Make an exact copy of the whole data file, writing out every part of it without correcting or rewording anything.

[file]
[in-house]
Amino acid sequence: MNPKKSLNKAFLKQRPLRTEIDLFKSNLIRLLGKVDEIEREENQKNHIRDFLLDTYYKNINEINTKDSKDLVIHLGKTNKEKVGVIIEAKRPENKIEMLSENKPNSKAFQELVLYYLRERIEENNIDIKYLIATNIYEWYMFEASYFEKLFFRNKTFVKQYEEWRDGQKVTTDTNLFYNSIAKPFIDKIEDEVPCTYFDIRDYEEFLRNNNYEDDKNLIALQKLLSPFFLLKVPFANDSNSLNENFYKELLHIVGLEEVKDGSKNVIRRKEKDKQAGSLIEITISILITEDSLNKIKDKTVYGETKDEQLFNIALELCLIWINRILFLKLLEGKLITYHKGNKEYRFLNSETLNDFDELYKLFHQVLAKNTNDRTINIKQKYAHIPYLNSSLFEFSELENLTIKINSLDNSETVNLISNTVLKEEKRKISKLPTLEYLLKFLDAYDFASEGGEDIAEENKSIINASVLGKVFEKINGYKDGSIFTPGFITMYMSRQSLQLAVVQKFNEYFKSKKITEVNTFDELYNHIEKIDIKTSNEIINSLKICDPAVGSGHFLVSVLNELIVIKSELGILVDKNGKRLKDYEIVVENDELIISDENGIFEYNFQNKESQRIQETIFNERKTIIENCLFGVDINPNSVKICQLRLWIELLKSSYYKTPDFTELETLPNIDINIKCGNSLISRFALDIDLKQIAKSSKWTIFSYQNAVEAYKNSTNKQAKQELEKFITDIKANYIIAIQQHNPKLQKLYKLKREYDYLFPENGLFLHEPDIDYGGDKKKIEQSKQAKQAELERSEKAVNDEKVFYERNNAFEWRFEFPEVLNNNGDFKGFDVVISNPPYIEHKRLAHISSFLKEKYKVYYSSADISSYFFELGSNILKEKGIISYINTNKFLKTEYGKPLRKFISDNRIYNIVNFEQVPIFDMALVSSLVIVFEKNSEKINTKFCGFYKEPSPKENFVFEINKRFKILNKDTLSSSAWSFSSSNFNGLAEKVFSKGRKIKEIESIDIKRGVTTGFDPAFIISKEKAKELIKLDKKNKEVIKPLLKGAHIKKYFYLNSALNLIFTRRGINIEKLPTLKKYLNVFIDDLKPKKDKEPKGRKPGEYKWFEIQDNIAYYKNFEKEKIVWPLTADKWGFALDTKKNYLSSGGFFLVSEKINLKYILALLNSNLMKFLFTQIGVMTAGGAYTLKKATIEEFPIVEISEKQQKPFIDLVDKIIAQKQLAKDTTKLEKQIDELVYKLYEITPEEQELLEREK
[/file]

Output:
[in-house]
Amino acid sequence: MNPKKSLNKAFLKQRPLRTEIDLFKSNLIRLLGKVDEIEREENQKNHIRDFLLDTYYKNINEINTKDSKDLVIHLGKTNKEKVGVIIEAKRPENKIEMLSENKPNSKAFQELVLYYLRERIEENNIDIKYLIATNIYEWYMFEASYFEKLFFRNKTFVKQYEEWRDGQKVTTDTNLFYNSIAKPFIDKIEDEVPCTYFDIRDYEEFLRNNNYEDDKNLIALQKLLSPFFLLKVPFANDSNSLNENFYKELLHIVGLEEVKDGSKNVIRRKEKDKQAGSLIEITISILITEDSLNKIKDKTVYGETKDEQLFNIALELCLIWINRILFLKLLEGKLITYHKGNKEYRFLNSETLNDFDELYKLFHQVLAKNTNDRTINIKQKYAHIPYLNSSLFEFSELENLTIKINSLDNSETVNLISNTVLKEEKRKISKLPTLEYLLKFLDAYDFASEGGEDIAEENKSIINASVLGKVFEKINGYKDGSIFTPGFITMYMSRQSLQLAVVQKFNEYFKSKKITEVNTFDELYNHIEKIDIKTSNEIINSLKICDPAVGSGHFLVSVLNELIVIKSELGILVDKNGKRLKDYEIVVENDELIISDENGIFEYNFQNKESQRIQETIFNERKTIIENCLFGVDINPNSVKICQLRLWIELLKSSYYKTPDFTELETLPNIDINIKCGNSLISRFALDIDLKQIAKSSKWTIFSYQNAVEAYKNSTNKQAKQELEKFITDIKANYIIAIQQHNPKLQKLYKLKREYDYLFPENGLFLHEPDIDYGGDKKKIEQSKQAKQAELERSEKAVNDEKVFYERNNAFEWRFEFPEVLNNNGDFKGFDVVISNPPYIEHKRLAHISSFLKEKYKVYYSSADISSYFFELGSNILKEKGIISYINTNKFLKTEYGKPLRKFISDNRIYNIVNFEQVPIFDMALVSSLVIVFEKNSEKINTKFCGFYKEPSPKENFVFEINKRFKILNKDTLSSSAWSFSSSNFNGLAEKVFSKGRKIKEIESIDIKRGVTTGFDPAFIISKEKAKELIKLDKKNKEVIKPLLKGAHIKKYFYLNSALNLIFTRRGINIEKLPTLKKYLNVFIDDLKPKKDKEPKGRKPGEYKWFEIQDNIAYYKNFEKEKIVWPLTADKWGFALDTKKNYLSSGGFFLVSEKINLKYILALLNSNLMKFLFTQIGVMTAGGAYTLKKATIEEFPIVEISEKQQKPFIDLVDKIIAQKQLAKDTTKLEKQIDELVYKLYEITPEEQELLEREK